Imagine, for a minute, that college sports are stocks. Football and men’s basketball are essentially Pepsi and Coca-Cola. Both are very popular. Both make lots of money. Both have been around for decades. But their potential for growth is limited. Their markets are mature and saturated; they are well-known and well-sampled; very few people who aren’t already fans of them are going to become cola drinkers in the future.
By contrast, women’s basketball (like most women’s sports) is arguably a growth stock. It’s a younger, less established product. It hasn’t been consistently promoted or marketed. It likely has many more future fans to convert. A concerted effort to invest in women’s basketball over time – not as an afterthought or a begrudging corporate charity project, but as part of an aggressive growth strategy – could yield impressive returns for the NCAA and its schools.
Consider the early spending on college athlete name, image, and likeness (NIL) deals. The majority of it has gone toward men. However, that’s due to the popularity of football. According to Jim Cavale, the CEO of INFLCR, an online marketing platform for athletes, “if you remove football from the equation, transactions or activities disclosed by female student-athletes make up more than 50 percent of the total for all other sports.”
Based on data from INFLCR and Opendorse, another online NIL platform, five women’s sports rank in the top 10 for NIL activities: track and field, volleyball, basketball, soccer, and softball. Opendorse also reports that six women's sports are also in the top 10 for NIL compensation, led by women’s basketball – which at 26.2 percent trails football (45.7 percent) but is actually ahead of men’s basketball (18 percent).
“We Don’t Have to Get Rid of College Football to Make It Brain-Safe(r),” by Chris Nowinski.
The NCAA does not have a uniform policy for member schools' football programs regarding brain trauma and concussions. But there are easy, manageable steps that could be taken in college football to make the game safer for athletes' brains.
The NCAA’s own research reveals that 72 percent of football concussions and 67 percent of total head impact exposures come in practice. The math on this is simple: Less exposure means less risk of injury and disease.
Other levels of football are showing that this can work. The NFL allows a maximum of 14 full-contact practices during its 17-week regular season – and those practices account for only 18 percent of the league’s documented concussions. In 2014, the Michigan High School Athletic Association instituted contact practice limits that resulted in one high school football team suffering 53 percent fewer head impacts in practice. A 2019 rule change reduced contact in Michigan from 90 minutes allowed per week to 30 minutes. New Jersey is now down to 15 minutes of contact per week.
But colleges simply have not done enough, and coaches bear much of the responsibility for that. By widely ignoring practice changes at the NFL level, they have been remarkably persistent in finding ways to expose their players to head impacts. Case in point? In 2017, the NCAA banned two-a-day football practices during the preseason with the goal of reducing RHI exposure for football players. When the effect of rule change was formally studied, it turned out it had the reverse effect: Coaches crammed 26 percent more head impacts into one practice than they had in prior years in two practices. In addition to rebelling against the spirit of the rule change, they found a way to make practices more dangerous!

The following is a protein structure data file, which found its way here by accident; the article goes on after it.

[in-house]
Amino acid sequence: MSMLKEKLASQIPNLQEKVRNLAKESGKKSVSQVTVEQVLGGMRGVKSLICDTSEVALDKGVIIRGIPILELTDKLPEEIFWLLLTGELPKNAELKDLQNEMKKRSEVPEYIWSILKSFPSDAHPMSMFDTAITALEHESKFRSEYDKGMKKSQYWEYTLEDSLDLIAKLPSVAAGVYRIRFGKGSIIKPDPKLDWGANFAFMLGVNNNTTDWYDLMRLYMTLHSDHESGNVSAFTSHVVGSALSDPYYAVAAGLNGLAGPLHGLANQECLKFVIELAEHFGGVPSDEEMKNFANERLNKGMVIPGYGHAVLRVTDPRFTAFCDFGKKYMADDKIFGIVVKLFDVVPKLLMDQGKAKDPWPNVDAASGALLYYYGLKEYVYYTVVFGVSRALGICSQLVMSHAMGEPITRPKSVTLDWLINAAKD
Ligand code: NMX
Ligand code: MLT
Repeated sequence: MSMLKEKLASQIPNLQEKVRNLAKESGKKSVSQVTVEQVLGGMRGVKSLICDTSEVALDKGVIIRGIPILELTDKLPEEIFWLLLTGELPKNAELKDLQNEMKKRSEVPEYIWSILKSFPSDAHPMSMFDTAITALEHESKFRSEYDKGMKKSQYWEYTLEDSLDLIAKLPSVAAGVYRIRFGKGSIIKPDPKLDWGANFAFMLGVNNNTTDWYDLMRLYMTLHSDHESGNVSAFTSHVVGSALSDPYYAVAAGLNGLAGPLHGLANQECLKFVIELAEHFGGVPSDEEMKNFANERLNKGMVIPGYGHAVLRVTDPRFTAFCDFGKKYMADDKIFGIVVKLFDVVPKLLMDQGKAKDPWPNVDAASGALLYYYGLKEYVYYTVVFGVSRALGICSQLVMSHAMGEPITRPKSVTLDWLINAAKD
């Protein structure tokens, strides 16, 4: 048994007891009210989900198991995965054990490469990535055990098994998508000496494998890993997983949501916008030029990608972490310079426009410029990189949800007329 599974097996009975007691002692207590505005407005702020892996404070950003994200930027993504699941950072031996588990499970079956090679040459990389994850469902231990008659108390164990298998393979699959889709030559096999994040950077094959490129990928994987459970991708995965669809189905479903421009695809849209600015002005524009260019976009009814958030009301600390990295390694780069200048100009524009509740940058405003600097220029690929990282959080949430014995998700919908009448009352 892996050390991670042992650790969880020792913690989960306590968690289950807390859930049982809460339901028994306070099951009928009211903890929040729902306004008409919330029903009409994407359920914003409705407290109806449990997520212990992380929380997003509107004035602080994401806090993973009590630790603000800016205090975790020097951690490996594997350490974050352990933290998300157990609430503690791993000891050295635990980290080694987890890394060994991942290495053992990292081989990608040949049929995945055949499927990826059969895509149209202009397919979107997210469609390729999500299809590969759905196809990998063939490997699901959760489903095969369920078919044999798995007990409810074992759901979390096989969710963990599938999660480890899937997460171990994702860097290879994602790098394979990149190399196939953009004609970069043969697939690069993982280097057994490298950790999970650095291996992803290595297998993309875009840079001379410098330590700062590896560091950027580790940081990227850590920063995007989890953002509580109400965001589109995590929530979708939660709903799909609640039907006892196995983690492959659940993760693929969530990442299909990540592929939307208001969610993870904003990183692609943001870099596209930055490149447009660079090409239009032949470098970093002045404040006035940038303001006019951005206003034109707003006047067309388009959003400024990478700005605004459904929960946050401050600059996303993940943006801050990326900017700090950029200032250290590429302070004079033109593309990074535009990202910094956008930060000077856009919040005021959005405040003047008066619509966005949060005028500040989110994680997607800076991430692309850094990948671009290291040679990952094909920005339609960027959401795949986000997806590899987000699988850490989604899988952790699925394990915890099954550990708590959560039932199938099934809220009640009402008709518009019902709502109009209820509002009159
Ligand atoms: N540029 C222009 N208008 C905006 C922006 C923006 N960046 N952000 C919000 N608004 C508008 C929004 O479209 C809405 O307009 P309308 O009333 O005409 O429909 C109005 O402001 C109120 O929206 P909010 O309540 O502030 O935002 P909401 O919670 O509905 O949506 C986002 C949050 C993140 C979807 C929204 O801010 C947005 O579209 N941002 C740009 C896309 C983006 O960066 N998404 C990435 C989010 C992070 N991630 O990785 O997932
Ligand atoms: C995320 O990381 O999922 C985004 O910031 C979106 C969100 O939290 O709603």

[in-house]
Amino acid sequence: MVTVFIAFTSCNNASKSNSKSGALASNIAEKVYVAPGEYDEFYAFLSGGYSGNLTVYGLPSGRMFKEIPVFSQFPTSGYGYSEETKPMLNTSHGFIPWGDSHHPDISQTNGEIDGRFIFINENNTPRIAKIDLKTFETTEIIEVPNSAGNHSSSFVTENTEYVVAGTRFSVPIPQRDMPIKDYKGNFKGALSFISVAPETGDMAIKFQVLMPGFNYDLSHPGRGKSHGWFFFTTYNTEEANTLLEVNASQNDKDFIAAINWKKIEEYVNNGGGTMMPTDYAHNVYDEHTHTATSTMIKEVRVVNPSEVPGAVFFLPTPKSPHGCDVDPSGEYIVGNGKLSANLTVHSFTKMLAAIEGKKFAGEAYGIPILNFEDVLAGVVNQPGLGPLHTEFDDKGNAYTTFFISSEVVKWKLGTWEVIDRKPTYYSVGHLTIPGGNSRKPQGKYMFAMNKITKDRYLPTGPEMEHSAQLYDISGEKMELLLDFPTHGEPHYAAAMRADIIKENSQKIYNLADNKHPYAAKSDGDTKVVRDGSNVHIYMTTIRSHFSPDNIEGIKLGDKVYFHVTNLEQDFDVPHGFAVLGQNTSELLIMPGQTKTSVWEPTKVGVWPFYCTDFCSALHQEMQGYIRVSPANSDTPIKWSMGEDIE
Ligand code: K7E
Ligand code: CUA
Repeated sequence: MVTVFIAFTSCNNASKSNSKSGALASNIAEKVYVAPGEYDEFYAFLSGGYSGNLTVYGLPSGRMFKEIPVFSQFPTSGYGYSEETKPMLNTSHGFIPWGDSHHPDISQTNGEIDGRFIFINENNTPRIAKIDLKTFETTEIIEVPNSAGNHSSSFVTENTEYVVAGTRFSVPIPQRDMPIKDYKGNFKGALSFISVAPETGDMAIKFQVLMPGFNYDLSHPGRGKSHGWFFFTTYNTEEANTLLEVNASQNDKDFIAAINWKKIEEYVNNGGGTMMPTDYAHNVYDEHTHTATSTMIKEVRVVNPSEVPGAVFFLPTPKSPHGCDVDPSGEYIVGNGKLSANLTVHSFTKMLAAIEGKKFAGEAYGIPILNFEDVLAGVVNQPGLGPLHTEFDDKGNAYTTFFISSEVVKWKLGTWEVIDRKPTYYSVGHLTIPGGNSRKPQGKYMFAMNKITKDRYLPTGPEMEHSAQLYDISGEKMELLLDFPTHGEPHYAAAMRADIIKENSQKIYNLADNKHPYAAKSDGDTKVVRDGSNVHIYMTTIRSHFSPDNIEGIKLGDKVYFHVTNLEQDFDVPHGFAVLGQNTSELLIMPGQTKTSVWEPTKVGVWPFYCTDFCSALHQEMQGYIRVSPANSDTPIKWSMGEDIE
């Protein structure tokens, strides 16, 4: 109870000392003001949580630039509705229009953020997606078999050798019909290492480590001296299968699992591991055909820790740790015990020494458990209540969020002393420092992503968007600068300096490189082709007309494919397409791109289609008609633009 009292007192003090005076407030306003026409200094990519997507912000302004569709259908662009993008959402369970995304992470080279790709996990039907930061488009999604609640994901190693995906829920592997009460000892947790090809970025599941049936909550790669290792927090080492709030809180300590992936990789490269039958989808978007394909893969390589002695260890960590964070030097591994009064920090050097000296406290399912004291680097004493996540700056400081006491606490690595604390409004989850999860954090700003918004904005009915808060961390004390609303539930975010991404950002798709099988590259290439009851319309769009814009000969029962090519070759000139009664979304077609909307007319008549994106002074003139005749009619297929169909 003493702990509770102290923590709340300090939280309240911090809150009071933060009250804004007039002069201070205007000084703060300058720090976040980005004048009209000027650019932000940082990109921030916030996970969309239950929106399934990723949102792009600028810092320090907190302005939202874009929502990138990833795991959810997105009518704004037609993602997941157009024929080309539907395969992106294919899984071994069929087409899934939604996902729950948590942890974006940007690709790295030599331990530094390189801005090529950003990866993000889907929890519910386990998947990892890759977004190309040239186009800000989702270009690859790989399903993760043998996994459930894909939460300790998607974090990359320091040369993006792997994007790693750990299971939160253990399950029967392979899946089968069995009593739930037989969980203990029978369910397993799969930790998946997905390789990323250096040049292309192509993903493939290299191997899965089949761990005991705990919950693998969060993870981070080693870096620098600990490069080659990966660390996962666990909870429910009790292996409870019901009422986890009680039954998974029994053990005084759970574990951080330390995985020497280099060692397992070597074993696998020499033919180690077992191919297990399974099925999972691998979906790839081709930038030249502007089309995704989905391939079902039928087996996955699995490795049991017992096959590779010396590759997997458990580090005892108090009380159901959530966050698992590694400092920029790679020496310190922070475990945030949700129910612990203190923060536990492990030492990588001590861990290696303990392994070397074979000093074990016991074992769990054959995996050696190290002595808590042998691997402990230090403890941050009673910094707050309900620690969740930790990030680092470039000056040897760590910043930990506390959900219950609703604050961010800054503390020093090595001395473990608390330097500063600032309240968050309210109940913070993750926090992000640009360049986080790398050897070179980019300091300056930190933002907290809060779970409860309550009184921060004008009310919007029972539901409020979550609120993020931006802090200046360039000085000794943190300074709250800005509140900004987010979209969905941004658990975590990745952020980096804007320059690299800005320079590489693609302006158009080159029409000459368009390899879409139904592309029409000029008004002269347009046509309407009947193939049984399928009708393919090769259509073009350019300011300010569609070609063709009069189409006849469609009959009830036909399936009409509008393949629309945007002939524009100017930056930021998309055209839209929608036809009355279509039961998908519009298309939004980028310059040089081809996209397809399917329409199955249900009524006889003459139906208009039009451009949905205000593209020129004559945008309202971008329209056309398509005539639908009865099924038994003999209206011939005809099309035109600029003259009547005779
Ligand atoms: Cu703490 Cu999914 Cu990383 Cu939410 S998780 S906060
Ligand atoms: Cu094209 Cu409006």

Some college coaches have been outspoken about their lack of concern about CTE. Larry Fedora, the head football coach at the University of North Carolina, said in 2018 that “I don’t think it’s been proven that the game of football causes CTE. We don’t really know that. Are there chances for concussions? Of course. There are collisions. But the game is safer than it’s ever been.”
On the other end of the spectrum, Dartmouth University head coach Buddy Teevens has received positive national media attention for his commitment to ensuring that his players “will never tackle a teammate.” Despite banning live tackling in practice, Dartmouth has won the Ivy League and gone 9-1 in each of the past two seasons, and the defense gave up the fewest points in the league in 2021. Sadly, no major college coach is trying to replicate Teevens’ coaching methods. And while Ivy League coaches in 2016 voted unanimously to eliminate full-contact practices during the season, no other conference has followed suit.
“A New NCAA Constitution Centered On Diversity? Here’s Where To Start,” by Kenneth Shropshire.
NCAA President Mark Emmert recently indicated the association’s new charter ought to focus heavily on diversity, equity and inclusion. But while recent college sports trends lend to optimism the body can achieve this, it currently is no better than the numerous other U.S. sports with a heavy race and gender imbalance.
Many powerful people across college sports—including school athletic directors, university presidents, conference commissioners, and National Collegiate Athletic Association (NCAA) president Mark Emmert—have publicly acknowledged a need for more equitable hiring practices and outcomes. Yet those same people have not, as a group, made significantly more diverse hiring decisions. Progress has been slow and challenging, and in most cases, the new bosses look a lot like the old ones.
As is the case with other sports entities, the diversity of the athletes in college sports creates expectation for leadership that is also diverse. Is there a better path to that? Everyone who cares about this topic assumes one exists, but no one has figured out exactly what it is.
In truth, the best route to more diverse leadership is most likely not a single strategy, but rather a combination of them.
College sports are in a revolutionary moment. Old shibboleths, particularly the ones around amateurism, are being discarded. The NCAA is reexamining some of its fundamental ways of doing business. Lawmakers and litigators alike are forcing change. Conversations about economic, social, and racial injustice that were once on the margins of the enterprise have moved to the center.
This shift is creating room for experimentation: college athletes are now free to profit from their names, images, and likenesses, and also more free to transfer among schools. Perhaps this spirit of trying new things can inform leadership diversity efforts, too.
This has been Hreal Sports, a newsletter written by Patrick Hruby about sports things that don’t stick to sports. If you have any questions or feedback, contact me at my website, www.patrickhruby.net. And if you enjoyed this, please sign up and share with your friends.